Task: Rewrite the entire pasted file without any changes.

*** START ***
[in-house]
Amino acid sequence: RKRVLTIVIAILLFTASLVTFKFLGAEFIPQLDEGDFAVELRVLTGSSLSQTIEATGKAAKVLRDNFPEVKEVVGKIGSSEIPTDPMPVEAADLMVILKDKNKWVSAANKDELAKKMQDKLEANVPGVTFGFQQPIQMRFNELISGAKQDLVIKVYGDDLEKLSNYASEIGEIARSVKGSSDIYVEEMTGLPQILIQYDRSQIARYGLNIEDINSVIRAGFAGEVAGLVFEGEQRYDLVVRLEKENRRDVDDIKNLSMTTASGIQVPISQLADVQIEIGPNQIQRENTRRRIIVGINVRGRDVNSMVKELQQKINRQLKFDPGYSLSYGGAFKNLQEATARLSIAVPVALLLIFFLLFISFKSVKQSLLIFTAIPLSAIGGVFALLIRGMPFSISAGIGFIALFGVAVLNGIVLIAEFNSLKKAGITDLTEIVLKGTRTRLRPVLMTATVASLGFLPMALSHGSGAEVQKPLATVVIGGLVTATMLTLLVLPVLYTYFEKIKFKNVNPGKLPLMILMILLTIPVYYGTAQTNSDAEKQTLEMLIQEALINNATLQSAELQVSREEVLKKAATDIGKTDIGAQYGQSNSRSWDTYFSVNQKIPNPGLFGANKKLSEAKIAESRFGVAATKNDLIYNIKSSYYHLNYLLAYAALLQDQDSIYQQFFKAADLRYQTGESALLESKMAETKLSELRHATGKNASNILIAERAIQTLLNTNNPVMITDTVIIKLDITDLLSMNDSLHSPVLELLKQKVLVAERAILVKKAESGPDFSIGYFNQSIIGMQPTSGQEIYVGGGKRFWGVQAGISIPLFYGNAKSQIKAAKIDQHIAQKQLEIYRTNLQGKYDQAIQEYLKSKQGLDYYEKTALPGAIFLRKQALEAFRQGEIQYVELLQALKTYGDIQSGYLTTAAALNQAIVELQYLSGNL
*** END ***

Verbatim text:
[in-house]
Amino acid sequence: RKRVLTIVIAILLFTASLVTFKFLGAEFIPQLDEGDFAVELRVLTGSSLSQTIEATGKAAKVLRDNFPEVKEVVGKIGSSEIPTDPMPVEAADLMVILKDKNKWVSAANKDELAKKMQDKLEANVPGVTFGFQQPIQMRFNELISGAKQDLVIKVYGDDLEKLSNYASEIGEIARSVKGSSDIYVEEMTGLPQILIQYDRSQIARYGLNIEDINSVIRAGFAGEVAGLVFEGEQRYDLVVRLEKENRRDVDDIKNLSMTTASGIQVPISQLADVQIEIGPNQIQRENTRRRIIVGINVRGRDVNSMVKELQQKINRQLKFDPGYSLSYGGAFKNLQEATARLSIAVPVALLLIFFLLFISFKSVKQSLLIFTAIPLSAIGGVFALLIRGMPFSISAGIGFIALFGVAVLNGIVLIAEFNSLKKAGITDLTEIVLKGTRTRLRPVLMTATVASLGFLPMALSHGSGAEVQKPLATVVIGGLVTATMLTLLVLPVLYTYFEKIKFKNVNPGKLPLMILMILLTIPVYYGTAQTNSDAEKQTLEMLIQEALINNATLQSAELQVSREEVLKKAATDIGKTDIGAQYGQSNSRSWDTYFSVNQKIPNPGLFGANKKLSEAKIAESRFGVAATKNDLIYNIKSSYYHLNYLLAYAALLQDQDSIYQQFFKAADLRYQTGESALLESKMAETKLSELRHATGKNASNILIAERAIQTLLNTNNPVMITDTVIIKLDITDLLSMNDSLHSPVLELLKQKVLVAERAILVKKAESGPDFSIGYFNQSIIGMQPTSGQEIYVGGGKRFWGVQAGISIPLFYGNAKSQIKAAKIDQHIAQKQLEIYRTNLQGKYDQAIQEYLKSKQGLDYYEKTALPGAIFLRKQALEAFRQGEIQYVELLQALKTYGDIQSGYLTTAAALNQAIVELQYLSGNL